Differences between bisoprolol and carvedilol in patients with chronic heart failure and chronic obstructive pulmonary disease: a randomized trial.
Respir Med. 2011 Oct;105 Suppl 1:S44-9
Authors: Lainscak M, Podbregar M, Kovacic D, Rozman J, von Haehling S
BACKGROUND: Chronic obstructive pulmonary disease (COPD) frequently coexists in patients with chronic heart failure (CHF) and is a key factor for beta blocker underprescription and underdosing. This study compared effects of bisoprolol and carvedilol in patients with both conditions.
METHODS: This was a randomized open-label study, of bisoprolol and carvedilol during initiation and uptitration to target or maximal tolerated dose. Pulmonary function testing, 12-lead electrocardiogram, and N-terminal pro brain natriuretic peptide were measured at baseline and follow-up.
RESULTS: We randomized 63 elderly patients (73±9 years, 81% men, left ventricular ejection fraction 33±7%) with mild to moderate CHF (54% New York Heart Assocation class II) and moderate to severe COPD (76% Global initiative for chronic Obstructive Lung Disease stage 2). Target dose was tolerated by 31 (49%) patients and 19 (30%) patients experienced adverse events during follow-up (19% bisoprolol, 42% carvedilol, p = 0.045). Study medication had to be withdrawn in 8 (13%) patients (bisoprolol: 2 due to hypotension, 1 due to bradycardia; carvedilol: 2 due to hypotension and 1 due to wheezing, dyspnoea, and oedema, respectively). Forced expiratory volume in 1(st) second significantly increased in bisoprolol (1561±414ml to 1698±519ml, p = 0.046) but not carvedilol (1704±484 to 1734±548, p = 0.44) group. Both agents reduced heart rate (bisoprolol: 75±14 to 68±10, p = 0.007; carvedilol 78±14 to 72±12, p = 0.016) and had no effect on N-terminal pro brain natriuretic peptide.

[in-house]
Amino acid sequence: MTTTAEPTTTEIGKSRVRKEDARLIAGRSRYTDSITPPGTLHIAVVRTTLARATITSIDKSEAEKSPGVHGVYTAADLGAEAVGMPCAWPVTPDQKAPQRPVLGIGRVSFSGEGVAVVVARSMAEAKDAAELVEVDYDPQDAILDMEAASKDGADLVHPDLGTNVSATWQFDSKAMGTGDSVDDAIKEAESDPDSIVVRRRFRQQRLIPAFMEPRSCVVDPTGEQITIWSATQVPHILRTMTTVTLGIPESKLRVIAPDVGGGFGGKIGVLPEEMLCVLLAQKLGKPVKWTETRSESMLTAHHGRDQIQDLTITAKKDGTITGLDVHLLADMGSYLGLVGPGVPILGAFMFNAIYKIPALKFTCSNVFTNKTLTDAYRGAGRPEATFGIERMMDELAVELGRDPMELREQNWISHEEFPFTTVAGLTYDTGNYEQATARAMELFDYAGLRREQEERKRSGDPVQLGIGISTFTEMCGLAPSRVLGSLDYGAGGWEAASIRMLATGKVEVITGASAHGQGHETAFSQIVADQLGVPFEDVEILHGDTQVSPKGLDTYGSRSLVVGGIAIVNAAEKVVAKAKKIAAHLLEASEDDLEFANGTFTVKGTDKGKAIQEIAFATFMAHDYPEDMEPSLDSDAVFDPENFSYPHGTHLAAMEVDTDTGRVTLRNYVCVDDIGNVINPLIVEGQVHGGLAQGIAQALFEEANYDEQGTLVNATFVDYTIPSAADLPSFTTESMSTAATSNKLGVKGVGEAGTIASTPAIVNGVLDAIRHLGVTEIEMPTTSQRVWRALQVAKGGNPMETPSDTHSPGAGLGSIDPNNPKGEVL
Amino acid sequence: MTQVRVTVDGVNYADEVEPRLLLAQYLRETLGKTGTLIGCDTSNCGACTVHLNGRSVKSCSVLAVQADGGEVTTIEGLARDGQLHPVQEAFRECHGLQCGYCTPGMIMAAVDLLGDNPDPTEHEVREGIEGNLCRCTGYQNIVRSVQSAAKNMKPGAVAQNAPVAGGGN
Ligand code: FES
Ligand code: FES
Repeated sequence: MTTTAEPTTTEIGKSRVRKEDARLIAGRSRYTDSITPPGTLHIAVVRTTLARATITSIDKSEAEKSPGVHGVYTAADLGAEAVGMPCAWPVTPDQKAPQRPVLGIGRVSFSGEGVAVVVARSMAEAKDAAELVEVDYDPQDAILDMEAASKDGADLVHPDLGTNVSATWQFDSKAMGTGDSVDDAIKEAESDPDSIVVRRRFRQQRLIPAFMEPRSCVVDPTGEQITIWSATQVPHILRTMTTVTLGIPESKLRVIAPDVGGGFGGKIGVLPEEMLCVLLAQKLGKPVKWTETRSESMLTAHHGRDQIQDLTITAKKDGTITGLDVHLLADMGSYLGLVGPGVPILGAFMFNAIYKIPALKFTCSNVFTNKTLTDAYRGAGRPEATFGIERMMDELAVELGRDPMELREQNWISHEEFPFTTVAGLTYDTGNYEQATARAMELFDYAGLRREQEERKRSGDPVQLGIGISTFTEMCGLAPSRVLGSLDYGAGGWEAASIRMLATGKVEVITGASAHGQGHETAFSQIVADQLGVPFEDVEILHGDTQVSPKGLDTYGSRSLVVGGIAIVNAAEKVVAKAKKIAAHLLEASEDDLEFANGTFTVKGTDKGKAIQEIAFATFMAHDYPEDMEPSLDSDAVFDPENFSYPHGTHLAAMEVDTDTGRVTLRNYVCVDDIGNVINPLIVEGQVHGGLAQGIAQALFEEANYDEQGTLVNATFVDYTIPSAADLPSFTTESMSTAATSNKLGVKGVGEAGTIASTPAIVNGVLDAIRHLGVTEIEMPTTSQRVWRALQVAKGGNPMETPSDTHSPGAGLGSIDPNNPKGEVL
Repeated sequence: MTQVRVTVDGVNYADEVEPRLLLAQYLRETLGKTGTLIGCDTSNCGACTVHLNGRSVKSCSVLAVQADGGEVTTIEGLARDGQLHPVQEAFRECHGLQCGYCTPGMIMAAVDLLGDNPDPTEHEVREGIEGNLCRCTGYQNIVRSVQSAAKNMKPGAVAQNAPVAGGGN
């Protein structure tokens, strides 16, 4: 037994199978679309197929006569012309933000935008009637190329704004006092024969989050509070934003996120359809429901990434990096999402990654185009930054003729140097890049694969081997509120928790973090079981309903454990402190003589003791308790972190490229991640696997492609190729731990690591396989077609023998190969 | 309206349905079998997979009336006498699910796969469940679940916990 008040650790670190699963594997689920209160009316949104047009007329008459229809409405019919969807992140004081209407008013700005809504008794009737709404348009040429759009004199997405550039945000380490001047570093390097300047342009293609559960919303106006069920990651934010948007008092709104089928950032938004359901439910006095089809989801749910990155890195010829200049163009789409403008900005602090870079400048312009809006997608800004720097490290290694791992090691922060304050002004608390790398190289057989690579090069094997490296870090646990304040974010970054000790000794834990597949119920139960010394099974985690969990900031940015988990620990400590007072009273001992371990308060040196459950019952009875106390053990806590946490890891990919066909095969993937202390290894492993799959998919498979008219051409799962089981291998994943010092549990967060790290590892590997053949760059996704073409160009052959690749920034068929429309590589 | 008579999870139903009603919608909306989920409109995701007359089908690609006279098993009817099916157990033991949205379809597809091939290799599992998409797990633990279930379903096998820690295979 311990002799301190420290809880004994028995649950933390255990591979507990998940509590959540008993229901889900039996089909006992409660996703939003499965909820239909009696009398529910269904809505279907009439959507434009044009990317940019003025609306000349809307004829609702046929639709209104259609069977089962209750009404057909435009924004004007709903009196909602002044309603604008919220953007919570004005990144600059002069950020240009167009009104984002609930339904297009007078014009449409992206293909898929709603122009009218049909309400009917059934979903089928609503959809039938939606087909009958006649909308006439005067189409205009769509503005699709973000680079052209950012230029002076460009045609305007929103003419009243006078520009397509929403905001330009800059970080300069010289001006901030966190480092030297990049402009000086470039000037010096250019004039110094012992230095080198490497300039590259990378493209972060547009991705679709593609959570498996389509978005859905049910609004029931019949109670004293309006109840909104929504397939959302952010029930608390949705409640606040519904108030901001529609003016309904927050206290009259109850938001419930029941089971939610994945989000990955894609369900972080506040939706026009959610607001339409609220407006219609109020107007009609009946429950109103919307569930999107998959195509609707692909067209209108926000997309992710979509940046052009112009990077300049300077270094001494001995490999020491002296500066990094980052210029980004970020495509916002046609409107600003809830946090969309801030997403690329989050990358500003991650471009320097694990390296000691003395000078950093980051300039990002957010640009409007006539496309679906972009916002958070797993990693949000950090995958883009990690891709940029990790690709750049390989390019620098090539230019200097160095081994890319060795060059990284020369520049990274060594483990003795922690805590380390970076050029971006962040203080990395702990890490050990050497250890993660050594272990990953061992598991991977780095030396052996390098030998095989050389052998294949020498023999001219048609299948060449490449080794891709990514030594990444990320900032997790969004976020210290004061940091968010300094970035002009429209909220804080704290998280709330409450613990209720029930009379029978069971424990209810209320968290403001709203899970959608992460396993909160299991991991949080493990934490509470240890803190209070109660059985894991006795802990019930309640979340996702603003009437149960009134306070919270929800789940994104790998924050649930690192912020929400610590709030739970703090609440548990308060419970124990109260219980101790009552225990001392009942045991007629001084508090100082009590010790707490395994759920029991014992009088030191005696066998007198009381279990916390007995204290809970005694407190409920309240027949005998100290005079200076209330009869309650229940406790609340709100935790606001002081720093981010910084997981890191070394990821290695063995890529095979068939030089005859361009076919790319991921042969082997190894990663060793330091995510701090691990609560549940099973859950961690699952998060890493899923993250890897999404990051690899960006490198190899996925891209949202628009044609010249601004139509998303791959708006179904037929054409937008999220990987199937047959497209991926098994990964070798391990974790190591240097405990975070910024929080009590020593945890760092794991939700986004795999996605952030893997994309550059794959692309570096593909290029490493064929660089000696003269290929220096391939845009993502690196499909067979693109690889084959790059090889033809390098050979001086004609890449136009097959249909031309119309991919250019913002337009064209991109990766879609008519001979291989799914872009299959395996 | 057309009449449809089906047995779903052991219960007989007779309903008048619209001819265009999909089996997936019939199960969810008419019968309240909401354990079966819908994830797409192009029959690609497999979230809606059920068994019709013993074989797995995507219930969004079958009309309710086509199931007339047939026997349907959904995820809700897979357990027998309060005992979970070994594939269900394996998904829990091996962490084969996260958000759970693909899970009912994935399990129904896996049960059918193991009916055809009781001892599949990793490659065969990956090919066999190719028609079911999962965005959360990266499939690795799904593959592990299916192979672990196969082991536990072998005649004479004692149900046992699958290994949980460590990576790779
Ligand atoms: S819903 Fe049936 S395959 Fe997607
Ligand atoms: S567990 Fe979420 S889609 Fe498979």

CONCLUSIONS: Beta blockers frequently caused adverse events, and thus 49% of patients could tolerate the target dose. Bisoprolol induced demonstrable improvement in pulmonary function and caused less adverse events.
PMID: 22015086 [PubMed - in process]